The Irvine Ranch Conservancy’s Invasive Species Control team works to protect the health of local wildland habitats by stopping the spread of harmful plants, animals and insects that threaten these ecosystems. With the support and collaboration of staff, volunteers and regional partners, the team engages in a variety of activities to prevent non-native plants and wildlife from degrading the local landscape, allowing for a full flourishing of biodiversity. One such volunteer spearheading the cause is Irvine resident, Ken Kadlec.
Three of the main invasive species that the team targets and removes are tree tabaco (Nicotiana glauca), artichoke thistle (Cynara cardunculus) and castor bean (Ricinus communis), as well as a variety of other invasive species. Volunteers focus on different plants depending on the time of year and try to remove the invasive species before their seeds have a chance to spread.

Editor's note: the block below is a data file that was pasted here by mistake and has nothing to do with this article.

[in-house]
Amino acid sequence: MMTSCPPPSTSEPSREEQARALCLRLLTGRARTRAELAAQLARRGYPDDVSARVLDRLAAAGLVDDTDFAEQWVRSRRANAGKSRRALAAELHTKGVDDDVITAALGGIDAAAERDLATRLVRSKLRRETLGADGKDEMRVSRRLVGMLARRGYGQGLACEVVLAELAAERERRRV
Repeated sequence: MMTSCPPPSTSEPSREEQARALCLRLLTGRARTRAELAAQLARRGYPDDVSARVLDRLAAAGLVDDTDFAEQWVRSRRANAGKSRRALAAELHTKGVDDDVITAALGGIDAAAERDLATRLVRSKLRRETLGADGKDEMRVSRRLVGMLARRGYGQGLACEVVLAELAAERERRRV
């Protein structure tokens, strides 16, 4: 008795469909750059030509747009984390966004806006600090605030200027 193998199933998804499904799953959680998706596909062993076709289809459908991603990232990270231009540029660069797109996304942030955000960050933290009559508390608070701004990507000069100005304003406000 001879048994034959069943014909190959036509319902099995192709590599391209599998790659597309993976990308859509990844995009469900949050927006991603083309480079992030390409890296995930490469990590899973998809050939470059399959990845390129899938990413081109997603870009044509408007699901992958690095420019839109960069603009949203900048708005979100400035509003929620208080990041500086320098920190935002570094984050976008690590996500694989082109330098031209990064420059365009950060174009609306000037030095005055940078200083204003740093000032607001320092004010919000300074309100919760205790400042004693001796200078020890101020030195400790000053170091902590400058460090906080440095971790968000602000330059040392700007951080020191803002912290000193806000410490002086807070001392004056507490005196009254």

Although invasive species control is hard work, Ken appreciates being able to make a tangible difference on the land he’s loved for so long. For Ken, his specific job as a volunteer is the perfect combination of three things, “It’s good exercise, you’re in a beautiful setting, and you’re doing some good [for the land]. It’s a win, win, win!”
If you are interested in learning more about IRC volunteers and how to become one, you can find additional information here. If you are interested in learning about other single-day volunteer and stewardship opportunities, check out the activity listings on LetsGoOutside.org.